Our men who started in to make a fair profit might yet sell and double their money – much more than double it – but they are not going to do anything of the kind. They are going to wait till “things take a turn.” The “bulls” will soon make a grand rally, and when things go up again, our men will sell. They admit that they should have sold when their stocks were all up before, but never mind! they will go to the same figures again in less than a fortnight, when they will be sure to sell.

There does come a “spurt,” and for a day or two there is a cheering improvement in prices along the whole line. Faces brighten and everybody talks of all stocks going higher than ever.

All at once everything is again “soft,” the next day “softer,” and the next decidedly “off.” It is then said that someone in the “bear” interest has been telegraphing to the “Bay” (San Francisco) a pack of lies about the mines, and the “bears” “below” (at San Francisco) have made use of these lies to get up a “scare.” Never mind! the scare will be over in a day or two.

But stocks still go down. Then it is said that some big dealer is “unloading” and there is talk of a “crash.” Still our men who started in but to make a “fair profit” do not feel like taking thousands, when they might a short time before have taken tens of thousands of dol­lars. They still hold on, saying that even though one or two big deal­ers are unloading, the big men among the bulls will “stand in” and take all the stocks that are offered. Also, they will have some points from a friend “on the inside” and developments are about to be made in one or two of the mines that will make all who have sold “very sick,” particularly those bloodless demons who have “sold short.” The “shorts” will have a merry time of it when they come to “fill.”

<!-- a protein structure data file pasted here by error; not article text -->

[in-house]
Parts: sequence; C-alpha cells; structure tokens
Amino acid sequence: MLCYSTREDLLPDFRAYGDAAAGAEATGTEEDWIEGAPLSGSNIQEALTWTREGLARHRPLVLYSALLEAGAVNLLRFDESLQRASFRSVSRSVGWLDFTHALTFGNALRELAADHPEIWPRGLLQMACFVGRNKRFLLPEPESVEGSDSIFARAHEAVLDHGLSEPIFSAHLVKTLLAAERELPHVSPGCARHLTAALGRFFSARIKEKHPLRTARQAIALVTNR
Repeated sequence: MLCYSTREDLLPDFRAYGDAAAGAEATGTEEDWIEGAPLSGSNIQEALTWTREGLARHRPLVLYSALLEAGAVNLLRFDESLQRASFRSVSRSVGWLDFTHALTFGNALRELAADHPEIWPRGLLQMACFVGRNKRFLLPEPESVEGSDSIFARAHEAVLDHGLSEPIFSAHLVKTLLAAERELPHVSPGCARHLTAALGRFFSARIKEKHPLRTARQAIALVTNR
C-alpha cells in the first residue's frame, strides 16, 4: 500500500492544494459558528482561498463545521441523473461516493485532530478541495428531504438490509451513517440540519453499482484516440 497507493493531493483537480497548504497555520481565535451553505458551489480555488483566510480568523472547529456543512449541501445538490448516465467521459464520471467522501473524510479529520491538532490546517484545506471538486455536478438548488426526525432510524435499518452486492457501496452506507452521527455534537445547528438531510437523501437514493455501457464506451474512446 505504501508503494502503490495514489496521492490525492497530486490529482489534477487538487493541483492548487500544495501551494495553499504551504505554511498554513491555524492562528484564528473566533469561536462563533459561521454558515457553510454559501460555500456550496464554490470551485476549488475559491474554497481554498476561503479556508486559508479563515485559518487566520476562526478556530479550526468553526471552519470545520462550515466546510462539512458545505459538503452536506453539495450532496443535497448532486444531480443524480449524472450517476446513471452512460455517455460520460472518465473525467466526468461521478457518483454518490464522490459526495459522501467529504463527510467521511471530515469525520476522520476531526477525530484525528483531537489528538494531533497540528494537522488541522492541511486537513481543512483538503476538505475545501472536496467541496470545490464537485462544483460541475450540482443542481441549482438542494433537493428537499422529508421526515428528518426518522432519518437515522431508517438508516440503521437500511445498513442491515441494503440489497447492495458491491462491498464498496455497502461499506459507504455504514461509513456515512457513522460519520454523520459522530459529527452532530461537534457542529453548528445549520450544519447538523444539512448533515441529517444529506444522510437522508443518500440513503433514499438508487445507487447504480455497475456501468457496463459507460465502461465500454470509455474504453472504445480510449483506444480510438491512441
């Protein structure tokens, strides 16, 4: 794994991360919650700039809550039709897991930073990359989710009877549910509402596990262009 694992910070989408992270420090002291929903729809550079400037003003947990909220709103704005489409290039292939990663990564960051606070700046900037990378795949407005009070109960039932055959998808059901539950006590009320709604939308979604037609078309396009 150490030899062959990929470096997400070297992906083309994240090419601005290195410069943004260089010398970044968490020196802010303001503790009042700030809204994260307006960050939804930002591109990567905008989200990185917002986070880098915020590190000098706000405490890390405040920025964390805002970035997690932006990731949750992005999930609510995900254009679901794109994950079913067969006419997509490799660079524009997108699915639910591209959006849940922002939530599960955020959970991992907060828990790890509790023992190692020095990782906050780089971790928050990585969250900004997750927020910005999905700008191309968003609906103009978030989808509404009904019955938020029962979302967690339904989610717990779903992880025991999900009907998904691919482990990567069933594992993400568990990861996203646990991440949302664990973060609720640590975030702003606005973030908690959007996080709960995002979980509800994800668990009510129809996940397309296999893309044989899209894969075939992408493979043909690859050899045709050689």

Thus matters stand when suddenly there comes what looks very much like the beginning of a “crash.” The “bears” are all diligently crying: “Stand from under.” Many persons become frightened and throw their stocks upon the market. Down go prices and soon “soft” is no name for it. The masses – the tinker and the tailor, the preacher and the teacher, the hostler and the waiter – rush in to try to “save themselves” and there is seen a grand and unmistakable crash. Brokers are calling on all sides for “margins” to be “made good,” and men are rushing about trying to raise money to “put up” in order to prevent their stocks being sold at less than cost.